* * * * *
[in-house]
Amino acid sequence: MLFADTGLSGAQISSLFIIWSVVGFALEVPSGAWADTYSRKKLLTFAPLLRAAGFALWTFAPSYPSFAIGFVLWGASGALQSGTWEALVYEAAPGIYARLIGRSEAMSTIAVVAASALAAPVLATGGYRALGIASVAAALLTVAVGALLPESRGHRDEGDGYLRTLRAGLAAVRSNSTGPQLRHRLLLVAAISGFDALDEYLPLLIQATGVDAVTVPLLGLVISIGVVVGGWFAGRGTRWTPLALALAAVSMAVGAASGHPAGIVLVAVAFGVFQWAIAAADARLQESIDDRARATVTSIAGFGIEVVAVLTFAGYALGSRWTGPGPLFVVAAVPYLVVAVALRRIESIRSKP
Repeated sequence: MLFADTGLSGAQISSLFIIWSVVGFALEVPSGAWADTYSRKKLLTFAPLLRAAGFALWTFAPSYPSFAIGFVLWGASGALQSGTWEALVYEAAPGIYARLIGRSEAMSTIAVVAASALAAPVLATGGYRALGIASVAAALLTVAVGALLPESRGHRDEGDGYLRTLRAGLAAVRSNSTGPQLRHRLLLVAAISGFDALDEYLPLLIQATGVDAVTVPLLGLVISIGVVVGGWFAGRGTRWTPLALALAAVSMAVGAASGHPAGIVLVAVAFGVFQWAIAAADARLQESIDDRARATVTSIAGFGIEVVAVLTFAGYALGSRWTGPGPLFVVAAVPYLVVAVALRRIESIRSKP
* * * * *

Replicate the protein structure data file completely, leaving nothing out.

[in-house]
Amino acid sequence: MLFADTGLSGAQISSLFIIWSVVGFALEVPSGAWADTYSRKKLLTFAPLLRAAGFALWTFAPSYPSFAIGFVLWGASGALQSGTWEALVYEAAPGIYARLIGRSEAMSTIAVVAASALAAPVLATGGYRALGIASVAAALLTVAVGALLPESRGHRDEGDGYLRTLRAGLAAVRSNSTGPQLRHRLLLVAAISGFDALDEYLPLLIQATGVDAVTVPLLGLVISIGVVVGGWFAGRGTRWTPLALALAAVSMAVGAASGHPAGIVLVAVAFGVFQWAIAAADARLQESIDDRARATVTSIAGFGIEVVAVLTFAGYALGSRWTGPGPLFVVAAVPYLVVAVALRRIESIRSKP
Repeated sequence: MLFADTGLSGAQISSLFIIWSVVGFALEVPSGAWADTYSRKKLLTFAPLLRAAGFALWTFAPSYPSFAIGFVLWGASGALQSGTWEALVYEAAPGIYARLIGRSEAMSTIAVVAASALAAPVLATGGYRALGIASVAAALLTVAVGALLPESRGHRDEGDGYLRTLRAGLAAVRSNSTGPQLRHRLLLVAAISGFDALDEYLPLLIQATGVDAVTVPLLGLVISIGVVVGGWFAGRGTRWTPLALALAAVSMAVGAASGHPAGIVLVAVAFGVFQWAIAAADARLQESIDDRARATVTSIAGFGIEVVAVLTFAGYALGSRWTGPGPLFVVAAVPYLVVAVALRRIESIRSKP